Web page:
Google “cat”, and you’ll get a return of 6.4 billion hits. Spend five seconds per hit and you’ll need a millennium to get through ’em all. That’s a thousand years on everything there is to know about cats. Your dog will think you’re nuts. Your cat, on the other hand, will wonder why you didn’t start your search sooner. Felis catus, after all, is more manipulative than we humans want to believe.
Something in the cosmos moved me to write about cats this week. When I started this post (last week), the calendar just closed on National Black Cat Day (10/27) as well as National Cat Day (10/29). Then my daughter relocated to Seattle, which involved two cars, her cat, and a whole lot of packing. (Pretty sure half the packing was for the cat.) Then Monday Night Football happened, and the video of a black cat eluding officials during the Giants-Cowboys game went viral. Finally, the Wall Street Journal (WSJ) spiced up its headlines with a piece called, “Should Your Cat Be Vegan?”
I think this cat-aclysm of events caused all other blog topics to step aside this week (again with the manipulation). Maybe it was my daughter’s cat, a little upset I hadn’t written about her after several hundred posts. More likely it was another WSJ article I’ve been saving from last April: “There Is Now Scientific Proof Your Cat Is Ignoring You”. Now there’s a headline. Talk about manipulation. Assuming a little obedience school and training, you probably have your dog right where you want him. Your cat? Obedient? Never.
Per the WSJ article, cats hear and recognize their names; they just choose to show no response. When they do show a response it’s not for affection, but for potential reward, like petting or playing or food. Jennifer Vonk, an animal cognition psychologist, says, “…we (humans) sort of reward them for doing what they want to do… they’re better at manipulating our behavior than vice versa.” In other words, your dog wants to please you while your cat just wants to please itself.
Aside from persistent clawing (which can take down an upholstered chair faster than an army of serrated knives) I rather enjoy the company of cats. They’re quiet. They’re soft. They’re cute when they’re little fluff balls rolling around the carpet playing with toys. And they’re low maintenance, preferring to catnap or full-on sleep while you dutifully attend to their litter box and food bowl. So it’s a wonder to learn (“…Scientific Proof…”) – despite their outward laziness – cats have the cognitive ability to do everything dogs can. They just choose not to. A little disturbing, no?
Dogs make six distinctive sounds: barking, whining, whimpering, and so on. Cats – as if to one-up their canine competition – make seven, and they all mean different things. Cats meow, purr, trill, chatter, yowl, hiss, and growl. (Listen to every one of them here.) If you’ve ever heard a cat chatter, it’s mildly disturbing, as if he’s on the verge of a paws-to-the-walls freak-out. But if you ever hear a cat growl, it’s one of the most unsettling bass-voice attention-getters ever emitted from a small, carnivorous mammal. My daughter’s cat growled while sitting on my lap once. Small wonder I didn’t wet my pants.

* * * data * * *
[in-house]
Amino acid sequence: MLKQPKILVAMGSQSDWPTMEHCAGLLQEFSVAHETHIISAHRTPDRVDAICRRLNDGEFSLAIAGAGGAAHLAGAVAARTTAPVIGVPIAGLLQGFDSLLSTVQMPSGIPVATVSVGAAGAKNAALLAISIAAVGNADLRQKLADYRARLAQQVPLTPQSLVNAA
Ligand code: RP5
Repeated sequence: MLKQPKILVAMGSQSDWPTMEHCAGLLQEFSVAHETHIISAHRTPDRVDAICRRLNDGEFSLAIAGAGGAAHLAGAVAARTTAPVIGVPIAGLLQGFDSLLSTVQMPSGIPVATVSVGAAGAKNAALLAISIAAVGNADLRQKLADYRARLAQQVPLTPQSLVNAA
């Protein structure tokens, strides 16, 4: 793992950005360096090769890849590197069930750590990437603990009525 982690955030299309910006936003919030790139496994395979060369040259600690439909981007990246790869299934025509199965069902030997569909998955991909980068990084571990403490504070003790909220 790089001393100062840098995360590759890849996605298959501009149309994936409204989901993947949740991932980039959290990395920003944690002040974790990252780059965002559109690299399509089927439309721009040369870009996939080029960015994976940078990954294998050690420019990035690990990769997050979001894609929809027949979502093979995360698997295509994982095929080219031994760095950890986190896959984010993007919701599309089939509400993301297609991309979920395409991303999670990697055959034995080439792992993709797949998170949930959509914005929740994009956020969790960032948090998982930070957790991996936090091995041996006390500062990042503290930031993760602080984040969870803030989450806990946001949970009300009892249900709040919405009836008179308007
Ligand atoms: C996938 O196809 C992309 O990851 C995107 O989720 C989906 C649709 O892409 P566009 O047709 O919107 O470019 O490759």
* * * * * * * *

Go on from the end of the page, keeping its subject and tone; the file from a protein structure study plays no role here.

Domesticated cats have a long history, dating back to 3000 years BC in Egypt or something like that. They fare well whether “house” (dependent), “farm” (semi-dependent) or “feral” (fully independent). They also have an impressive list of trivia bits. A few of my favorites:
- Cats spend up to 50 percent of their day grooming themselves. Maybe humans should too. Grooming tones down their scent to avoid predators, cools them down, and promotes blood flow. Smart.
- A group of kittens is called a kindle. I’ll never look at my e-reader the same way again. Also, a group of full-grown cats is called a clowder (hold the clams).
- The average running feline can clock around 30 mph. No wonder I’ll never catch my daughter’s cat after she “autographs” the upholstery.
- Cats can’t taste sweets. In other words, keep an eye on the steak but don’t worry about the big cake in the middle of the table. Your cat doesn’t care.
- Your cat has more bones than you do: 244 vs. 206. No wonder they’re so nimble.
- Cats sweat. Through their paws, in fact. They also pant, which should be the eighth distinctive (and disturbing) sound they make.
- Disneyland hosts approximately 200 feral cats. Their job, of course, is to control the amusement park’s rodent population. Think about that the next time you’re deep inside the Haunted Mansion.
I learned a lot about cats as I prepared for this post. I realize the whole “nine lives” concept simply means cats are smart enough to cheat death more than most animals. Including humans. Maybe that’s why they ignore us. We’re less intelligent. And easier to manipulate.
Some content sourced from Wikipedia, “the free encyclopedia”.